Attached to the coil is a small, sealed glass bulb with two contacts at one end. There's a small ball of liquid mercury in the glass bulb which closes the circuit between the contacts when it is tipped towards that direction. The rotation of the coil happens very slowly as the temperature changes, but once it reaches a certain point, gravity causes the mercury to roll to the opposite end of the glass bulb all at once. This achieves a quick on-off transition that minimizes arcing or bouncing.
The set point was adjusted by simply rotating the bimetallic coil so that the transition occured at a different temperature. It was an elegantly simple, very reliable design which became the industry standard for residental and commercial use for many years. The environmental dangers of mercury have become more apparent in recent times. In service, they pose no hazard, but items like this must be recycled in a mercury specific program, and not disposed of into regular trash.
Alternatives to using mercury in thermostats involved some other mechanical design that would provide a "snap-action" transition from on to off at the desired temperature. Mercury was only appropriate for low voltage, low current switching. Any line voltage thermostat would use a mechanical contact closure. An alternative to using bimetallic strips is a gas filled bellows which expands and contracts in response to temperature changes.
Other companies besides Honeywell used mercury in their thermostats in both bimetallic and gas bellows designs, but the mercury was still only used for switching, and not for temperature sensing. Today, solid state temperature sensors have made bimetallic and gas bellows designs obsolete, and other electronic components perform the switching function instead of mercury.
My reason for mentioning Honeywell thermostats in the first place was because they're a very common household product that almost everyone's familiar with. It was an excellent product for it's day (although that was fifty years ago).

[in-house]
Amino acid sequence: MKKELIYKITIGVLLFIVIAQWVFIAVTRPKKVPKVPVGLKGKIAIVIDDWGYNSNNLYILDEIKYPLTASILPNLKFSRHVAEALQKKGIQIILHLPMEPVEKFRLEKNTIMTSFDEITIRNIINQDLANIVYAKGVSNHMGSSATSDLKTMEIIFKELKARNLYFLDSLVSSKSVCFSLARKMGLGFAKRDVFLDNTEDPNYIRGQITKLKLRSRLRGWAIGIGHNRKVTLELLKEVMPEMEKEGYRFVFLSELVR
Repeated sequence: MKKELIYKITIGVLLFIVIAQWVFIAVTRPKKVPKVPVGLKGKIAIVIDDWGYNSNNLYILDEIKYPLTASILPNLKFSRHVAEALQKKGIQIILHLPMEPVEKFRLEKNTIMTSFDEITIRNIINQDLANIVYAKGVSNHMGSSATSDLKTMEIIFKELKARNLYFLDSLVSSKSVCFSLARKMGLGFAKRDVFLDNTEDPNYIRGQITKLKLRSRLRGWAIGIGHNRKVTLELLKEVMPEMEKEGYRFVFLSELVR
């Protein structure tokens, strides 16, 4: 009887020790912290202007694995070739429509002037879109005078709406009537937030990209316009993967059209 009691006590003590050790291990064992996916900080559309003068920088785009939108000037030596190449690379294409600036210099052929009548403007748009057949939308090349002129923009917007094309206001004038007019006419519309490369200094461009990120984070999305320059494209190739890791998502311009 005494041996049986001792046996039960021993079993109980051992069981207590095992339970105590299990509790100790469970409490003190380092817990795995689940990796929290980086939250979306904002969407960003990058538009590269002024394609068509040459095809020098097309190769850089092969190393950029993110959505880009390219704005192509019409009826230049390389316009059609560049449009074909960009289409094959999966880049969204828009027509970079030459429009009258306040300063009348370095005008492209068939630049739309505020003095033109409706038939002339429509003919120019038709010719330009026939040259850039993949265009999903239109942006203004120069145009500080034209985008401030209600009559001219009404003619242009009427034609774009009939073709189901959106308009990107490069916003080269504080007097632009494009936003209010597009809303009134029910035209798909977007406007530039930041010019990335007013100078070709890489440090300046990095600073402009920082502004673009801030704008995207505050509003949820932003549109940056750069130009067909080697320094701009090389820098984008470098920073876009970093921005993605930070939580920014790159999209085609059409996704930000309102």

Elmer
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Elmer wrote:
> The

Haven't the dangers or mercury been known for a long time? There is the Mad Hatter in Alice in Wonderland. Hatters were mad because they were exposed to mercury vapor in making hats and suffered neurological damage.
John Mara
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John Mara wrote:

The direct exposure to mercury, yes. But people did not think about what happened when products containing mercury were thrown in the trash. Mercury pollution from landfills and incinerators is now known to be a significant problem and only recently have mercury specific recycling programs been implemented.
Elmer
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My father used mercury when making fillings for teeth. I think I expressed interest, or maybe he knew it would be interesting, so he gave me maybe 4 cubic centimeters of it when I was 6, but I have to admit, I've never found a use for it (except watching it). I think I got another 4cc when he died 2 years later. I'm 59 now, and have moved about 6 times, but the mercury has only had to move 4 times in all these years. I keep saving it for a special occasion. Like repairing mercury switches, but it was easier to buy another switch, or use the ones built into car trunk and hood lights.

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Take it to any big building you want to shut down. Like a school or government office. Drop it on the floor and start yelling Mercury, Mercury!
Al